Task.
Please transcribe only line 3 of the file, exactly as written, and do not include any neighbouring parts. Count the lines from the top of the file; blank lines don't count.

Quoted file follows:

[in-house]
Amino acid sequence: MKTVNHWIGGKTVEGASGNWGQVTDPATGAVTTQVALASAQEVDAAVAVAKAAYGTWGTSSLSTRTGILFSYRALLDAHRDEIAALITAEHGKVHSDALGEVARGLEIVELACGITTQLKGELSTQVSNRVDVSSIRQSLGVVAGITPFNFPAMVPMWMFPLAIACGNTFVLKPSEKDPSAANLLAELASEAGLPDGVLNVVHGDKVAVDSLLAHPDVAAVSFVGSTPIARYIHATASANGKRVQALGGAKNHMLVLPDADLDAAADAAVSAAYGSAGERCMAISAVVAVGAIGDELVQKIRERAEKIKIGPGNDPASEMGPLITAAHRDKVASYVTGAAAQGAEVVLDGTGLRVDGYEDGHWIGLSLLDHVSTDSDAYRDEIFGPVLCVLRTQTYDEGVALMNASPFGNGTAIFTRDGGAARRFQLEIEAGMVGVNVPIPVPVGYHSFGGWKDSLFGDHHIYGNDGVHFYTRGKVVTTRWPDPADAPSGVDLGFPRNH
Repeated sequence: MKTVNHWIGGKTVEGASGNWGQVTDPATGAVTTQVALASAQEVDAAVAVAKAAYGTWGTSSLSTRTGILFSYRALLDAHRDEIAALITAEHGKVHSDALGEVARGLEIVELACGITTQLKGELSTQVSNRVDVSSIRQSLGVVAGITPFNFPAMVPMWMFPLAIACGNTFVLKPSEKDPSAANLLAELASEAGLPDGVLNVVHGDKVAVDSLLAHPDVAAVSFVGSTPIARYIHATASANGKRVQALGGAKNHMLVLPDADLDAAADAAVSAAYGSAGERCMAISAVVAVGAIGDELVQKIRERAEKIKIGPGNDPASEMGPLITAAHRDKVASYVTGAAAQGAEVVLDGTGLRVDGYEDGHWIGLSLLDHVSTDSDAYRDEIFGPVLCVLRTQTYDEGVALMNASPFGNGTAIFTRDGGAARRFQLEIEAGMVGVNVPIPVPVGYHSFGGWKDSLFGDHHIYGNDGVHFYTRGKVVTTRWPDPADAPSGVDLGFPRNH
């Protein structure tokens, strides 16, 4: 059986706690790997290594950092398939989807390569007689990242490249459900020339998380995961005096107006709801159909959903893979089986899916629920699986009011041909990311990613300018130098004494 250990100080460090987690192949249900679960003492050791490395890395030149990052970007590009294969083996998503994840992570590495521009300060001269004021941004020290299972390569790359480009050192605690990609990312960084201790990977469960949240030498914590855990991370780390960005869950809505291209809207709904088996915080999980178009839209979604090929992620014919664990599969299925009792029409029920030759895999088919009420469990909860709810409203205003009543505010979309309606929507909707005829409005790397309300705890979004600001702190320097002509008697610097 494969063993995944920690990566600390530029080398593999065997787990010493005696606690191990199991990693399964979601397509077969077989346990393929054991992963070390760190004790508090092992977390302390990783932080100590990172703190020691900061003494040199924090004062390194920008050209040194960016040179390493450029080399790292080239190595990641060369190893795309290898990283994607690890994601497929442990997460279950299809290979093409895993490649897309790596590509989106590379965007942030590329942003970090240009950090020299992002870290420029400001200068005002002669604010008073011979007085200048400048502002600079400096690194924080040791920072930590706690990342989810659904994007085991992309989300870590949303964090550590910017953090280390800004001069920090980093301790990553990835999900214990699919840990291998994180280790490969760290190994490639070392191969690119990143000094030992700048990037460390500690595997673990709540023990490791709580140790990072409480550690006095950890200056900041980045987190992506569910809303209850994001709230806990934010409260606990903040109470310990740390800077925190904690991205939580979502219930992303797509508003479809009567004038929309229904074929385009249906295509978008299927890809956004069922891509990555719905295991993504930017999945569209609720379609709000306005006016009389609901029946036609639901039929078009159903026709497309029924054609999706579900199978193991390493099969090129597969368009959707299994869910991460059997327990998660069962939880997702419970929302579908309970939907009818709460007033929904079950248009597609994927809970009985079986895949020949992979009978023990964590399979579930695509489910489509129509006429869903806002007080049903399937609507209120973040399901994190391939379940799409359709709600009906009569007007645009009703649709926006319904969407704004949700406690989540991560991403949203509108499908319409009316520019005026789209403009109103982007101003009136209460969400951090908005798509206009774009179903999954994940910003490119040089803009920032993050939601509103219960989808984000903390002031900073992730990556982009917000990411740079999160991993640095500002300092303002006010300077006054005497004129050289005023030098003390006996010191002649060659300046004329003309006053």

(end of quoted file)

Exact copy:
Repeated sequence: MKTVNHWIGGKTVEGASGNWGQVTDPATGAVTTQVALASAQEVDAAVAVAKAAYGTWGTSSLSTRTGILFSYRALLDAHRDEIAALITAEHGKVHSDALGEVARGLEIVELACGITTQLKGELSTQVSNRVDVSSIRQSLGVVAGITPFNFPAMVPMWMFPLAIACGNTFVLKPSEKDPSAANLLAELASEAGLPDGVLNVVHGDKVAVDSLLAHPDVAAVSFVGSTPIARYIHATASANGKRVQALGGAKNHMLVLPDADLDAAADAAVSAAYGSAGERCMAISAVVAVGAIGDELVQKIRERAEKIKIGPGNDPASEMGPLITAAHRDKVASYVTGAAAQGAEVVLDGTGLRVDGYEDGHWIGLSLLDHVSTDSDAYRDEIFGPVLCVLRTQTYDEGVALMNASPFGNGTAIFTRDGGAARRFQLEIEAGMVGVNVPIPVPVGYHSFGGWKDSLFGDHHIYGNDGVHFYTRGKVVTTRWPDPADAPSGVDLGFPRNH